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Old 2nd March 2021, 06:58 AM   #31
Jim McDougall
Arms Historian
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Join Date: Dec 2004
Location: Route 66
Posts: 8,327

Originally Posted by JoeCanada42
Thanks again Jim , I like the idea of the occurrence of an atavistically inspired weapon.
Thanks for all the great info and photos also . I find the large round form in the center of the grip of some Celtic swords interesting.
maybe Von daniken and aliens don't need to be invoked.
I don't think we know that much anthropologically about the Celts
weren't there Celtic red hair mummies in Asia?
perhaps maybe in History cultures had a lot more dispersal and interaction.
Didn't the domestic chicken come from the east. and Europe was the last place to get chicken farming. following my interest in the rooster/chicken as the inspiration for weapons, I have found some weapons from India , And some from china.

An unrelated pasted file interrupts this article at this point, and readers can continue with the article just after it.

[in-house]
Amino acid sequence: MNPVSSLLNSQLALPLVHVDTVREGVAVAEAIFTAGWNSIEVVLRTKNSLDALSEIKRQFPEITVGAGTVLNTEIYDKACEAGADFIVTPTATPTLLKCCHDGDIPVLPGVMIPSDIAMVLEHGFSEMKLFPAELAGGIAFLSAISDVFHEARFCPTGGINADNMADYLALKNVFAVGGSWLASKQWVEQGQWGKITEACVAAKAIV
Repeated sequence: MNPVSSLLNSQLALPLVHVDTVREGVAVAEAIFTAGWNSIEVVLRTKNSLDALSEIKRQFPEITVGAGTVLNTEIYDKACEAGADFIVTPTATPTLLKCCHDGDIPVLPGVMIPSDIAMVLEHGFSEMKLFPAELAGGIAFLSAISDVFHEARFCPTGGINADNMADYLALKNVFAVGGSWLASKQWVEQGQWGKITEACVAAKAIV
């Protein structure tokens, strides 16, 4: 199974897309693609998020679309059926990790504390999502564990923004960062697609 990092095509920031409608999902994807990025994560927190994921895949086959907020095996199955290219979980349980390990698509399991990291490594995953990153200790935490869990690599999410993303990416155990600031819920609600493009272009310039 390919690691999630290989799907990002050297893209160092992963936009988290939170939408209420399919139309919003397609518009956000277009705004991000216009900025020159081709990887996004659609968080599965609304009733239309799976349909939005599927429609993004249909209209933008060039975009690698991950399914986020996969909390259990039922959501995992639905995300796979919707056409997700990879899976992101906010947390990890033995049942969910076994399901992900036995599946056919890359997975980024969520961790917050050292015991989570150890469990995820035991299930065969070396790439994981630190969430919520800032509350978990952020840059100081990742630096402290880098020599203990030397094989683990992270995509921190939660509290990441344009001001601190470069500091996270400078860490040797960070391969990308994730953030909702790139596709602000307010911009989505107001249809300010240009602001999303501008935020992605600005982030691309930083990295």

I will post 2 photos soon, 1 sword has a symbol on the scabbard I am curious about.
also about my sword I would like to mention it is also essentially a two handed sword. I will try to get a picture also, I find the pictures say more than words. the sword design being symmetrical also makes it easy to change hands, as the grip is always facing the right way. the point of balance of the sword is 6 inches forward from the bottom grip. I find the bottom grip quite comfortable. I think this is a very functional design, and perhaps the handle may be older than the blade.

Atavistic designs in edged weapons is well known in many cultures who called on iconographic depictions to bring their hereditary weapons into their present and traditions.

The reference to the mummies would be the Caucasian remains found surprisingly in Chinese Turkestan in Urumchi in the 1980s. Their exact origin is unclear but it was certainly far west into the 'Celtic' sphere. A lot of complex and highly debated anthropology there, but the key question with the 'Urumchi' mummies was what in the world were these Caucasians doing that far east several thousand years ago?
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